We all know that things on TV are meant to look better than they really are to attract as many suckers (like my father, who bought one for her) as
possible. And sure, the 5 microscopic lines of type in the middle of the ad are a red flag that this thing isn't what it seems. But the reality of the deception comes when you try to use it. Once my daughter tossed it aside, whining, "it's not floating," I read the enclosed information sheet.
Remember Happy Fun Ball? Remember all the ridiculous warnings that came with it? That's nothing compared to Fushigi:
- FUSHIGI™ is not a toy. We suggest that you do not place FUSHIGI™ in the hands of anyone under 12 years old."
- Do not work with your FUSHIGI™ over tile, stone, or hard wood floors as if (sic) FUSHIGI™ is dropped, damage to the floor surface is sure to happen.
- "Do not handle your FUSHIGI™ over a table top, desk, and especially any glass top surface."
They go on to tell you to
- practice over carpeting
- master your hand manipulations before practicing over concrete or pavement
- not attempt to pass FUSHIGI™ to another person via any airborne maneuver
- never assume that any other person possesses more proficient skills to yourself so tandem maneuvers are not suggested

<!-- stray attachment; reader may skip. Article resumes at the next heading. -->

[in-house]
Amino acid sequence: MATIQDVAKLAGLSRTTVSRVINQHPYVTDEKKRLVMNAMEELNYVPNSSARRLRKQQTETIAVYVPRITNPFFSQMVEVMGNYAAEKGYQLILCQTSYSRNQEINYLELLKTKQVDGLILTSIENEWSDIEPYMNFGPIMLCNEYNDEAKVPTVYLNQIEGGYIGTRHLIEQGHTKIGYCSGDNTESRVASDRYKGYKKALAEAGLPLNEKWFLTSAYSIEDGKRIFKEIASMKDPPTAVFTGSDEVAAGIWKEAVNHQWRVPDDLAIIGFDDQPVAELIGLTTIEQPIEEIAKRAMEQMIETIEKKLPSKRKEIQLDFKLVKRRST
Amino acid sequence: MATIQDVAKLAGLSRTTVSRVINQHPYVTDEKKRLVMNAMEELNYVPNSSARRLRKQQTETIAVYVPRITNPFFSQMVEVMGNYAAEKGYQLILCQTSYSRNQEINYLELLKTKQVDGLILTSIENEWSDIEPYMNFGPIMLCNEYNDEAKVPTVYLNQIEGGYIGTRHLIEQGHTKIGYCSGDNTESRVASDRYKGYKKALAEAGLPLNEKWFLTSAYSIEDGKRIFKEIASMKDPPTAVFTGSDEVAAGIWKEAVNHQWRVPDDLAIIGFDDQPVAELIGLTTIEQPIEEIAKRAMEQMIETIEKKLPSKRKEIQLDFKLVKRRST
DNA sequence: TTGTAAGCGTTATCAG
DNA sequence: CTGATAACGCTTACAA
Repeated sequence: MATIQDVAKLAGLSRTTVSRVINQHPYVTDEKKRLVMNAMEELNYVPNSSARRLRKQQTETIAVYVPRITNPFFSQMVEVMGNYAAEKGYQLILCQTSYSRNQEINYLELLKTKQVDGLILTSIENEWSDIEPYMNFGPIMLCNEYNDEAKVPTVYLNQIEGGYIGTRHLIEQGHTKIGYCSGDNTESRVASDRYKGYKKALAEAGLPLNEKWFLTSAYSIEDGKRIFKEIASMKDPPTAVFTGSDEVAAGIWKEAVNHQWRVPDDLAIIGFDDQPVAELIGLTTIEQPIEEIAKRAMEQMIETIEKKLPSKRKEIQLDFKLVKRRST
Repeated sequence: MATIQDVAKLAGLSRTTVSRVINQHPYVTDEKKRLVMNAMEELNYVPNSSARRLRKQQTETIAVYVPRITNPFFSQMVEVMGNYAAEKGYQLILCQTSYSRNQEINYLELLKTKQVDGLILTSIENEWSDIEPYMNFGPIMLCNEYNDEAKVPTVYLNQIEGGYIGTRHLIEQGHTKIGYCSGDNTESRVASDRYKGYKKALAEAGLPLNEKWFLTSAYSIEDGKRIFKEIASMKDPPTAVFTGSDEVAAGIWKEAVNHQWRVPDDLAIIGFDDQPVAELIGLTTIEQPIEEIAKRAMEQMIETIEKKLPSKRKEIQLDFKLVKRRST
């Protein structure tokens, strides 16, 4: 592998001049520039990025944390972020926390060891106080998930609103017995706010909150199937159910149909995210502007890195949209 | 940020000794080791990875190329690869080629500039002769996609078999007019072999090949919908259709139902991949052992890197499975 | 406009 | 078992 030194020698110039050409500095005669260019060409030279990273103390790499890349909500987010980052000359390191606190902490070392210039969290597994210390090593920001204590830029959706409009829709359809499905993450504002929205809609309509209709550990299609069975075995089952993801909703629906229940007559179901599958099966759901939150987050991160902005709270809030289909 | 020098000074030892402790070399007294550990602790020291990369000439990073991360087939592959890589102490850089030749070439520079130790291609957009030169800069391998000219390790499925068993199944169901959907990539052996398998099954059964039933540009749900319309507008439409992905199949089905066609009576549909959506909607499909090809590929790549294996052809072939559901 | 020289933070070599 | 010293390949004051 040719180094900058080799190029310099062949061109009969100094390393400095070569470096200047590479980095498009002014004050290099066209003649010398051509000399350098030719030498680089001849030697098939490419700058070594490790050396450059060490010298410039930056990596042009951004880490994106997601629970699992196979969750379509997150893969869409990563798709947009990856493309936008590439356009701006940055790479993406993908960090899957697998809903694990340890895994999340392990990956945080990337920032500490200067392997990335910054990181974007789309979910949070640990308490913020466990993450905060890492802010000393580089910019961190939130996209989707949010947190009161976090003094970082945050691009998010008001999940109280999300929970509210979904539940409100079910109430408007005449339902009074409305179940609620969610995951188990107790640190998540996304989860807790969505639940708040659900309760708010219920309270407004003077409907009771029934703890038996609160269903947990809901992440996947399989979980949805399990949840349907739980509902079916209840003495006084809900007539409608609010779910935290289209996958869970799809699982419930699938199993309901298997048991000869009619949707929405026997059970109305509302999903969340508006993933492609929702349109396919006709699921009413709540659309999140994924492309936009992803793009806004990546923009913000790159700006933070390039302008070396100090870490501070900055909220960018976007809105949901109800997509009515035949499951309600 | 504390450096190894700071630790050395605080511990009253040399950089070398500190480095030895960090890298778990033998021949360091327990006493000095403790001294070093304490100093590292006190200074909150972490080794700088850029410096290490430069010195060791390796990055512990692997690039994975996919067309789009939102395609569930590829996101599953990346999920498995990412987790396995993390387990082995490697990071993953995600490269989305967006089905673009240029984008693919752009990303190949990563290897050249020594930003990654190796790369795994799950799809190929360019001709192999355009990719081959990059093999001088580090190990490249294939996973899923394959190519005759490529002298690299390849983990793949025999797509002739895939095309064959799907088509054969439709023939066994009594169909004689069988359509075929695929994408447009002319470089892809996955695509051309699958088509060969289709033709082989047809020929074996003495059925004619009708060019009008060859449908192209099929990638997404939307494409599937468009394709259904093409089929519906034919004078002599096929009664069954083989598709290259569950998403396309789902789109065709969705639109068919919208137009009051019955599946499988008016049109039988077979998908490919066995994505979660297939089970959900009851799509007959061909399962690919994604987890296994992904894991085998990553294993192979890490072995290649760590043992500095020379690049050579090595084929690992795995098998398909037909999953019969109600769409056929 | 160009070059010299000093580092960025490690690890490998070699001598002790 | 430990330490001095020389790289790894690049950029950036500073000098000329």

- Never attempt any maneuver where the FUSHIGI™ Magic Gravity Ball is suspended over your head for any period of time. Serious injury may occur.
Other than all of that, have fun with your Fushigi! But first, heed these extra warnings:
- Always use Fushigi™ (lowercase this time) indoors or under cover of shade
- Exposure to sunlight or intense heat may cause your Fushigi™ to become hot
There are a few warnings about storage, your eyes, keeping it away from children, and best of all:
- FUSHIGI™ may posses (one 's' for some reason) certain magnification properties in specific conditions during extended use in direct sunlight.
Just remember, do not taunt Fushigi Magic Gravity Ball. And make sure your insurance is paid up.